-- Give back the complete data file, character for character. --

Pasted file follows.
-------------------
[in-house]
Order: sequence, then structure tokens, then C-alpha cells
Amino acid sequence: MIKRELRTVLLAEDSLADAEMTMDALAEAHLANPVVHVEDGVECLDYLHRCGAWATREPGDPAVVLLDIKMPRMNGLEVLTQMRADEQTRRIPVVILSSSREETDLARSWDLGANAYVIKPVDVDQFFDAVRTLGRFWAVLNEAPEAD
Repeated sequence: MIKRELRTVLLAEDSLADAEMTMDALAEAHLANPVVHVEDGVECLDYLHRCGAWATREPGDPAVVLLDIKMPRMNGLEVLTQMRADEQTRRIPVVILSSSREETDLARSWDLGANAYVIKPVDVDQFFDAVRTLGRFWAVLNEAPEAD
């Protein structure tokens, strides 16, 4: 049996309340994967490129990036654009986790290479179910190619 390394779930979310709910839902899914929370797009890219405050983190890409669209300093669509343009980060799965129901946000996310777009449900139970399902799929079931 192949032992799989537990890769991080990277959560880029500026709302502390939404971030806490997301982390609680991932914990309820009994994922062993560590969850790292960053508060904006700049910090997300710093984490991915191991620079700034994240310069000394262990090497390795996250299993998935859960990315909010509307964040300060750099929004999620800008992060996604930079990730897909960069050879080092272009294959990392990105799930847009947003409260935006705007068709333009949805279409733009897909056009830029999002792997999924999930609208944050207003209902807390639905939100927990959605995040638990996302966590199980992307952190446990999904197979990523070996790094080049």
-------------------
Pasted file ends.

[in-house]
Order: sequence, then structure tokens, then C-alpha cells
Amino acid sequence: MIKRELRTVLLAEDSLADAEMTMDALAEAHLANPVVHVEDGVECLDYLHRCGAWATREPGDPAVVLLDIKMPRMNGLEVLTQMRADEQTRRIPVVILSSSREETDLARSWDLGANAYVIKPVDVDQFFDAVRTLGRFWAVLNEAPEAD
Repeated sequence: MIKRELRTVLLAEDSLADAEMTMDALAEAHLANPVVHVEDGVECLDYLHRCGAWATREPGDPAVVLLDIKMPRMNGLEVLTQMRADEQTRRIPVVILSSSREETDLARSWDLGANAYVIKPVDVDQFFDAVRTLGRFWAVLNEAPEAD
């Protein structure tokens, strides 16, 4: 049996309340994967490129990036654009986790290479179910190619 390394779930979310709910839902899914929370797009890219405050983190890409669209300093669509343009980060799965129901946000996310777009449900139970399902799929079931 192949032992799989537990890769991080990277959560880029500026709302502390939404971030806490997301982390609680991932914990309820009994994922062993560590969850790292960053508060904006700049910090997300710093984490991915191991620079700034994240310069000394262990090497390795996250299993998935859960990315909010509307964040300060750099929004999620800008992060996604930079990730897909960069050879080092272009294959990392990105799930847009947003409260935006705007068709333009949805279409733009897909056009830029999002792997999924999930609208944050207003209902807390639905939100927990959605995040638990996302966590199980992307952190446990999904197979990523070996790094080049």